SHARPTON: But I think, Ari, also, and I agree with Patrisse, is that don't romanticize the '50s and the '60s. NAACP and the legal strategy didn't always get along with Dr. King and the movement. I mean, this is not new. You had the freedom riders of their time with the young people like them. Dr. King never rode a bus and was a freedom rider. So don't act like (INAUDIBLE) of everybody was together. There were battles back then like there were.

MELBER: Dr. Beals, you're laughing.

BEALS: Well, because we all need everything, people. What's this about. I mean, you're going to need all of what we have. And the way things are going now, people, we need everything you got in the house. I mean going to central high school was in itself a violent and active move on our part. We were where they didn't want us, when they didn't want us. And so there are different kinds of action that one must take. And we have to be prepared to take it all. And yet once were having done that, I now wish there had been some group that had come in and said OK, now you've taken that first step. Let us build a situation in which we have these people work together and learn the philosophical and spiritual (INAUDIBLE) of being together.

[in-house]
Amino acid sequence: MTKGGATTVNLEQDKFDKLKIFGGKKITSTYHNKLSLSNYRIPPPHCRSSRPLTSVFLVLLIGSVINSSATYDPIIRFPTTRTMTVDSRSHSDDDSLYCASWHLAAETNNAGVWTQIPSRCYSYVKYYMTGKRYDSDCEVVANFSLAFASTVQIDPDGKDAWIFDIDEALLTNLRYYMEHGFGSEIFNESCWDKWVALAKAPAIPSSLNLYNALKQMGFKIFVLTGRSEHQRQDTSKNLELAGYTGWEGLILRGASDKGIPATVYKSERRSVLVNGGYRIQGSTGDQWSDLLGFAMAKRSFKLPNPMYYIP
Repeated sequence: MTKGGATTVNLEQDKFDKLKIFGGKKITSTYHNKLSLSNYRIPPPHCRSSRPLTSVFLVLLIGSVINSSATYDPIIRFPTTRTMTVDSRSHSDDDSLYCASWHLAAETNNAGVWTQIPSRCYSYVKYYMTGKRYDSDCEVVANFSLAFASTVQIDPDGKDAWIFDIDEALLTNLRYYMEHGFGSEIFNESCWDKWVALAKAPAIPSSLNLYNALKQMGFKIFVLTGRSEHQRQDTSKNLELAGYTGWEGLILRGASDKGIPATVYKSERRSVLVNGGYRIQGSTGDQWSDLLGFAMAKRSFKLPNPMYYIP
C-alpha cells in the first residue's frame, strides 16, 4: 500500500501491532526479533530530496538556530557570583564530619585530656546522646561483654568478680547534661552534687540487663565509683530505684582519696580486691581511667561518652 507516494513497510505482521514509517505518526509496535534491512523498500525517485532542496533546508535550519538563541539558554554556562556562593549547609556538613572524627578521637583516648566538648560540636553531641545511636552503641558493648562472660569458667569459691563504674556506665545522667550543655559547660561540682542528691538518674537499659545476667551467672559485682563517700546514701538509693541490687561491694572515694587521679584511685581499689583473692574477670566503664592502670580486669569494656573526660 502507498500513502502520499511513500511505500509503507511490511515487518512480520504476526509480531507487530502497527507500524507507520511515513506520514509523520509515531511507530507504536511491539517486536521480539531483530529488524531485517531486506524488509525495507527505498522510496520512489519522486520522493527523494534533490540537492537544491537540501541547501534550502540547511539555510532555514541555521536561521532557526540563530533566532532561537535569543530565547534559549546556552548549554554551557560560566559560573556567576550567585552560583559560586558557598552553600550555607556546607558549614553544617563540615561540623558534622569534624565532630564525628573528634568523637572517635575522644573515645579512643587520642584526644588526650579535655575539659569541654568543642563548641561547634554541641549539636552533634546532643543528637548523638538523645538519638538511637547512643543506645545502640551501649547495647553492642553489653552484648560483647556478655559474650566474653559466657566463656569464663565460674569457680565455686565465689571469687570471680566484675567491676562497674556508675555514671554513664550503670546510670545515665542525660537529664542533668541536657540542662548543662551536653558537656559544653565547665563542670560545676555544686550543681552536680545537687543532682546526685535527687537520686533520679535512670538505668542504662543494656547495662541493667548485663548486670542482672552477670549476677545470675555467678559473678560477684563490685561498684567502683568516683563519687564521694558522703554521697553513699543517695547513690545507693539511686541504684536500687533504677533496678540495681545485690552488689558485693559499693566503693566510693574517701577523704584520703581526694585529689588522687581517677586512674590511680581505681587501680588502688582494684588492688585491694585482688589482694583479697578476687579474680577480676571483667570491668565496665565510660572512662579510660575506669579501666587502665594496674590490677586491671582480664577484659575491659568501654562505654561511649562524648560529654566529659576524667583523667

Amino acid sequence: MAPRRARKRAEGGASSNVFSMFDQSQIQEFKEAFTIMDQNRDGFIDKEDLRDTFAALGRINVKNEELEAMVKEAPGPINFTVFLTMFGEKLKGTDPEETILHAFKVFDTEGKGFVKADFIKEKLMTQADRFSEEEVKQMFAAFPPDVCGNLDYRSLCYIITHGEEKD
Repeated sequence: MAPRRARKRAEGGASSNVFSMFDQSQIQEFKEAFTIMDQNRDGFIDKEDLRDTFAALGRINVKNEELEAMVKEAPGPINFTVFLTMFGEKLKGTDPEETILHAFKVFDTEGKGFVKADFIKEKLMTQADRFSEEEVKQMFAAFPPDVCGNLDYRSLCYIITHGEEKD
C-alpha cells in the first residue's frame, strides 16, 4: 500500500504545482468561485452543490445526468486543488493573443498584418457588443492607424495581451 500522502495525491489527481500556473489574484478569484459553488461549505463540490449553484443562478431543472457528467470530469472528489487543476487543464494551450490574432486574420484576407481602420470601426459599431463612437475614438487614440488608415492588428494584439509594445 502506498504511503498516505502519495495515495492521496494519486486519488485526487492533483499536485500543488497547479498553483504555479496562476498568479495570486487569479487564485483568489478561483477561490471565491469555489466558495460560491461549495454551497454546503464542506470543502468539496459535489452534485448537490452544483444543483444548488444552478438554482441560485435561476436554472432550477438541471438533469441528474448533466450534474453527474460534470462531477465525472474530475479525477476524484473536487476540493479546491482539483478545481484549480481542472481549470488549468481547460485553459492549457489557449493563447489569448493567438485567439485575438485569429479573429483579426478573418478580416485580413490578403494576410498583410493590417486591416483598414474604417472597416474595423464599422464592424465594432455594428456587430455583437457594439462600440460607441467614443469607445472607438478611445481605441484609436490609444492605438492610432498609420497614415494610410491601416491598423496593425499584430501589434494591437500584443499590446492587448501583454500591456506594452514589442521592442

MELBER: Before we go, I want to ask everyone in a word or sentence, how are you remerging Dr. King, and how should people apply his legacy today?

SHARPTON: Role model, having the moral courage to stand up even when it's unpopular for what is right.

MORIAL: The greatest American of the 20th century, and we should remember his last fight for economic rights and his fight through the poor people's campaign to bring Black people, White people, and Latinos together.

BEALS: Before anything else, a man of God and a man who backed education to the hilt. Get prepared, don't go out there thinking you deserve anything for nothing.

BOND: His humanitarianism, his courage, he was a hero.

MCKESSON: Focus on systems and structures that we know because people built this, people can build something else.

CULLORS: He was a community organizer through and through and he showed up at the local level even though he received national attention. He was there for the people on the ground every single day.

MELBER: All I will add is that the first step to change is usually listening and it has been a real honor to listen to each of you share your work and experiences today for our special. Thank you.

SHARPTON: Thank you.

MORIAL: Thank you.

BEALS: Thank you.

BOND: Thank you.

MCKESSON: Thank you.

CULLORS: Thank you.


MELBER: I want to express our thanks to the Schomburg Center in Harlem for hosting that special discussion as well thanks to metropolitan interactive for their technical work on the special. That is our show. I'll see you back here live 6:00 p.m. Eastern tomorrow. "HARDBALL" with Chris Matthews starts now.